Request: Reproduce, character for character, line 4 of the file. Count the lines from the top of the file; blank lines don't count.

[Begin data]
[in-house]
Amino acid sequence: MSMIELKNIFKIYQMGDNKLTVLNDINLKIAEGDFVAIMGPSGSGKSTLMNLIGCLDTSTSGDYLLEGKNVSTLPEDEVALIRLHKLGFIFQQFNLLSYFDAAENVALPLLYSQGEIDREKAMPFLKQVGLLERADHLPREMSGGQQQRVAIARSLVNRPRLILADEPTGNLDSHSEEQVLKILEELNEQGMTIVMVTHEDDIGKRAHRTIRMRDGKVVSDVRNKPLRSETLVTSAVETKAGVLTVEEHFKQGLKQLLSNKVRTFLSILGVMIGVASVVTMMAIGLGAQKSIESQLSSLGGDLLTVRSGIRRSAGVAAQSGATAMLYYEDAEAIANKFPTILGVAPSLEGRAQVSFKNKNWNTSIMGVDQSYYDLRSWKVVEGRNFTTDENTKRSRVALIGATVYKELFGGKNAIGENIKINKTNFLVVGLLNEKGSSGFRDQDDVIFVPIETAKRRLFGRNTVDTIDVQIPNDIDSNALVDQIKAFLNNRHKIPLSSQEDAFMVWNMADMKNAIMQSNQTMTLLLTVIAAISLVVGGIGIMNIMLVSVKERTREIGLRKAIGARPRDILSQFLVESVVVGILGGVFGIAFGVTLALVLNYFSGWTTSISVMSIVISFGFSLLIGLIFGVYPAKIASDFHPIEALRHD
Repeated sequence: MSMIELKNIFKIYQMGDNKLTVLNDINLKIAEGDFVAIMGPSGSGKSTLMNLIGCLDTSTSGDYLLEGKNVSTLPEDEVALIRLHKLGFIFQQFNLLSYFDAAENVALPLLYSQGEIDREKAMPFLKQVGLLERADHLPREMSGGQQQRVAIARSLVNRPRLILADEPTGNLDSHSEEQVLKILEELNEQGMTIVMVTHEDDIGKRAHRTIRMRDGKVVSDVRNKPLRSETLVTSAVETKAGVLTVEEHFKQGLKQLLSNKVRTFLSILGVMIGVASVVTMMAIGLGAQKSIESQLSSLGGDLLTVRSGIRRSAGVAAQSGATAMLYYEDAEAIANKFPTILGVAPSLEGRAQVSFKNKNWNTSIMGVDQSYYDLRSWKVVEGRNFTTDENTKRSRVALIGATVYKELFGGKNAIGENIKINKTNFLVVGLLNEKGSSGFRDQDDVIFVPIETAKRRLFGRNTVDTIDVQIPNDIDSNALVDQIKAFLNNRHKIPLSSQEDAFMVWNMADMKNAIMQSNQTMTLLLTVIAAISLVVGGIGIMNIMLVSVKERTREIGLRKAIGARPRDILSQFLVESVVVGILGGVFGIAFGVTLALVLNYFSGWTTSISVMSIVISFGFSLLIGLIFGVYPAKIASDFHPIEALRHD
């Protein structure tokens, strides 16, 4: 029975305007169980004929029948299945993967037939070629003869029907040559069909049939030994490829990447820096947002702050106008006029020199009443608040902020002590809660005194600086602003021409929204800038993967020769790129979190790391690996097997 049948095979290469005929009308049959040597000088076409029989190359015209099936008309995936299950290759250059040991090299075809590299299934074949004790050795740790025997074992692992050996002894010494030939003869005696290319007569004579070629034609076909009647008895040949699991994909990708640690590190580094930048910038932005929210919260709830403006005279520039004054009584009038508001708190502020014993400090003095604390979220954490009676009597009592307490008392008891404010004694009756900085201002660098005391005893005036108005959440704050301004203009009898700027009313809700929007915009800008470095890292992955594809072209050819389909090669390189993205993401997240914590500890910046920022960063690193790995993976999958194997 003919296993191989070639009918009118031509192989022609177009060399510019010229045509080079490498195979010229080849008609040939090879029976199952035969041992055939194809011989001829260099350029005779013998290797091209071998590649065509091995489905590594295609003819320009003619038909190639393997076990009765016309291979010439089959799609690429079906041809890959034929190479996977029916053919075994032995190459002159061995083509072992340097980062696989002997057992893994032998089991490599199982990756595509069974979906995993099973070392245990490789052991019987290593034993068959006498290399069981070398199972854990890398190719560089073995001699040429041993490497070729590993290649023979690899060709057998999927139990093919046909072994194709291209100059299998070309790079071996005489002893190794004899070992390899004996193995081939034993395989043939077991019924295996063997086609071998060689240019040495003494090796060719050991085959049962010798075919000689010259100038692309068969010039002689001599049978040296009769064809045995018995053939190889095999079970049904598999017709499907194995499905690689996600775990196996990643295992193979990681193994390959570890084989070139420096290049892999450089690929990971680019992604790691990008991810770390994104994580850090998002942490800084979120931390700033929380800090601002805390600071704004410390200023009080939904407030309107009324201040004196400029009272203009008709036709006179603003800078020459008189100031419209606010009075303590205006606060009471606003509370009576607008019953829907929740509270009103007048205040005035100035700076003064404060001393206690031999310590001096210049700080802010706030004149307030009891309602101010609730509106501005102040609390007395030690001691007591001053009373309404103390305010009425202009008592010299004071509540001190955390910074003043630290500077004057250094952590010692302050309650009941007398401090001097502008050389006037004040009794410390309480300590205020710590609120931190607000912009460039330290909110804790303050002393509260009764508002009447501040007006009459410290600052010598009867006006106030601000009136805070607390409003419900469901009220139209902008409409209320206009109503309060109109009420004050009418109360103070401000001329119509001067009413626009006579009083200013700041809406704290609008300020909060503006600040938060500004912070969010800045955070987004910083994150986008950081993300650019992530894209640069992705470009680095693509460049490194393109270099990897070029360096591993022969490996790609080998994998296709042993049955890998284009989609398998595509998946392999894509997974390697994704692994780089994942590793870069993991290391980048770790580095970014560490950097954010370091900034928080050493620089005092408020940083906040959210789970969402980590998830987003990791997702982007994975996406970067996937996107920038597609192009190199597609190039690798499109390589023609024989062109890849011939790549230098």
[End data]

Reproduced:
């Protein structure tokens, strides 16, 4: 029975305007169980004929029948299945993967037939070629003869029907040559069909049939030994490829990447820096947002702050106008006029020199009443608040902020002590809660005194600086602003021409929204800038993967020769790129979190790391690996097997 049948095979290469005929009308049959040597000088076409029989190359015209099936008309995936299950290759250059040991090299075809590299299934074949004790050795740790025997074992692992050996002894010494030939003869005696290319007569004579070629034609076909009647008895040949699991994909990708640690590190580094930048910038932005929210919260709830403006005279520039004054009584009038508001708190502020014993400090003095604390979220954490009676009597009592307490008392008891404010004694009756900085201002660098005391005893005036108005959440704050301004203009009898700027009313809700929007915009800008470095890292992955594809072209050819389909090669390189993205993401997240914590500890910046920022960063690193790995993976999958194997 003919296993191989070639009918009118031509192989022609177009060399510019010229045509080079490498195979010229080849008609040939090879029976199952035969041992055939194809011989001829260099350029005779013998290797091209071998590649065509091995489905590594295609003819320009003619038909190639393997076990009765016309291979010439089959799609690429079906041809890959034929190479996977029916053919075994032995190459002159061995083509072992340097980062696989002997057992893994032998089991490599199982990756595509069974979906995993099973070392245990490789052991019987290593034993068959006498290399069981070398199972854990890398190719560089073995001699040429041993490497070729590993290649023979690899060709057998999927139990093919046909072994194709291209100059299998070309790079071996005489002893190794004899070992390899004996193995081939034993395989043939077991019924295996063997086609071998060689240019040495003494090796060719050991085959049962010798075919000689010259100038692309068969010039002689001599049978040296009769064809045995018995053939190889095999079970049904598999017709499907194995499905690689996600775990196996990643295992193979990681193994390959570890084989070139420096290049892999450089690929990971680019992604790691990008991810770390994104994580850090998002942490800084979120931390700033929380800090601002805390600071704004410390200023009080939904407030309107009324201040004196400029009272203009008709036709006179603003800078020459008189100031419209606010009075303590205006606060009471606003509370009576607008019953829907929740509270009103007048205040005035100035700076003064404060001393206690031999310590001096210049700080802010706030004149307030009891309602101010609730509106501005102040609390007395030690001691007591001053009373309404103390305010009425202009008592010299004071509540001190955390910074003043630290500077004057250094952590010692302050309650009941007398401090001097502008050389006037004040009794410390309480300590205020710590609120931190607000912009460039330290909110804790303050002393509260009764508002009447501040007006009459410290600052010598009867006006106030601000009136805070607390409003419900469901009220139209902008409409209320206009109503309060109109009420004050009418109360103070401000001329119509001067009413626009006579009083200013700041809406704290609008300020909060503006600040938060500004912070969010800045955070987004910083994150986008950081993300650019992530894209640069992705470009680095693509460049490194393109270099990897070029360096591993022969490996790609080998994998296709042993049955890998284009989609398998595509998946392999894509997974390697994704692994780089994942590793870069993991290391980048770790580095970014560490950097954010370091900034928080050493620089005092408020940083906040959210789970969402980590998830987003990791997702982007994975996406970067996937996107920038597609192009190199597609190039690798499109390589023609024989062109890849011939790549230098």